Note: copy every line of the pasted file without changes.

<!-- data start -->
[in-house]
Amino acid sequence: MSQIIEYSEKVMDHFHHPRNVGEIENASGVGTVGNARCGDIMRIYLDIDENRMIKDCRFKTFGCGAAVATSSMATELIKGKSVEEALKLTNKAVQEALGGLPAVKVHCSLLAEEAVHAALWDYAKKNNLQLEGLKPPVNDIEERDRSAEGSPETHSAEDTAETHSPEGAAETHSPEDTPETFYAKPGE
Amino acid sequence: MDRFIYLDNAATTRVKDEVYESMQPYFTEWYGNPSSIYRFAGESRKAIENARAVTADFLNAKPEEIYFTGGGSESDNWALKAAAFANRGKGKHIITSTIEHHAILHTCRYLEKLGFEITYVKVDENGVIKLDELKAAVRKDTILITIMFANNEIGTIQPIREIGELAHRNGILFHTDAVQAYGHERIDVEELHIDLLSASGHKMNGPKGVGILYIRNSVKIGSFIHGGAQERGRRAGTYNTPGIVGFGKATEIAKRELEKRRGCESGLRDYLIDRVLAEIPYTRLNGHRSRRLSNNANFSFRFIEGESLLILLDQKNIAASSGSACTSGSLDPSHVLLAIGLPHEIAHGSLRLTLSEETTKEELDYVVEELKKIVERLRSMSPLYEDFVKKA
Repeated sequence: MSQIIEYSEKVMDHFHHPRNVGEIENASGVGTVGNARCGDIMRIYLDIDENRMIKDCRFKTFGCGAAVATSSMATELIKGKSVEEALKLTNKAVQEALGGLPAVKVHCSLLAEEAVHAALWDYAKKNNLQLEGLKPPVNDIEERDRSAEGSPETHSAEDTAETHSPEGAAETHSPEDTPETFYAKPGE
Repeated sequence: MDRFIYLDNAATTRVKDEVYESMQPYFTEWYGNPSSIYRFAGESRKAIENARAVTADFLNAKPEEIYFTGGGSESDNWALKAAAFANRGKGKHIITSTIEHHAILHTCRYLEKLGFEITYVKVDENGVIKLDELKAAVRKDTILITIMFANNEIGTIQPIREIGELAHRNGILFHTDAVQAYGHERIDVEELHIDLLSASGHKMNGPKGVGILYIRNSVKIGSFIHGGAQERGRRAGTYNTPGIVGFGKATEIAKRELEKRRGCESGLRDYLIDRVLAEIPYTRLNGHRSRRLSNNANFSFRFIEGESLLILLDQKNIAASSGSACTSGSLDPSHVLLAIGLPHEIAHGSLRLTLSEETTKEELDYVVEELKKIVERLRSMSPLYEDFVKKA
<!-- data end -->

[in-house]
Amino acid sequence: MSQIIEYSEKVMDHFHHPRNVGEIENASGVGTVGNARCGDIMRIYLDIDENRMIKDCRFKTFGCGAAVATSSMATELIKGKSVEEALKLTNKAVQEALGGLPAVKVHCSLLAEEAVHAALWDYAKKNNLQLEGLKPPVNDIEERDRSAEGSPETHSAEDTAETHSPEGAAETHSPEDTPETFYAKPGE
Amino acid sequence: MDRFIYLDNAATTRVKDEVYESMQPYFTEWYGNPSSIYRFAGESRKAIENARAVTADFLNAKPEEIYFTGGGSESDNWALKAAAFANRGKGKHIITSTIEHHAILHTCRYLEKLGFEITYVKVDENGVIKLDELKAAVRKDTILITIMFANNEIGTIQPIREIGELAHRNGILFHTDAVQAYGHERIDVEELHIDLLSASGHKMNGPKGVGILYIRNSVKIGSFIHGGAQERGRRAGTYNTPGIVGFGKATEIAKRELEKRRGCESGLRDYLIDRVLAEIPYTRLNGHRSRRLSNNANFSFRFIEGESLLILLDQKNIAASSGSACTSGSLDPSHVLLAIGLPHEIAHGSLRLTLSEETTKEELDYVVEELKKIVERLRSMSPLYEDFVKKA
Repeated sequence: MSQIIEYSEKVMDHFHHPRNVGEIENASGVGTVGNARCGDIMRIYLDIDENRMIKDCRFKTFGCGAAVATSSMATELIKGKSVEEALKLTNKAVQEALGGLPAVKVHCSLLAEEAVHAALWDYAKKNNLQLEGLKPPVNDIEERDRSAEGSPETHSAEDTAETHSPEGAAETHSPEDTPETFYAKPGE
Repeated sequence: MDRFIYLDNAATTRVKDEVYESMQPYFTEWYGNPSSIYRFAGESRKAIENARAVTADFLNAKPEEIYFTGGGSESDNWALKAAAFANRGKGKHIITSTIEHHAILHTCRYLEKLGFEITYVKVDENGVIKLDELKAAVRKDTILITIMFANNEIGTIQPIREIGELAHRNGILFHTDAVQAYGHERIDVEELHIDLLSASGHKMNGPKGVGILYIRNSVKIGSFIHGGAQERGRRAGTYNTPGIVGFGKATEIAKRELEKRRGCESGLRDYLIDRVLAEIPYTRLNGHRSRRLSNNANFSFRFIEGESLLILLDQKNIAASSGSACTSGSLDPSHVLLAIGLPHEIAHGSLRLTLSEETTKEELDYVVEELKKIVERLRSMSPLYEDFVKKA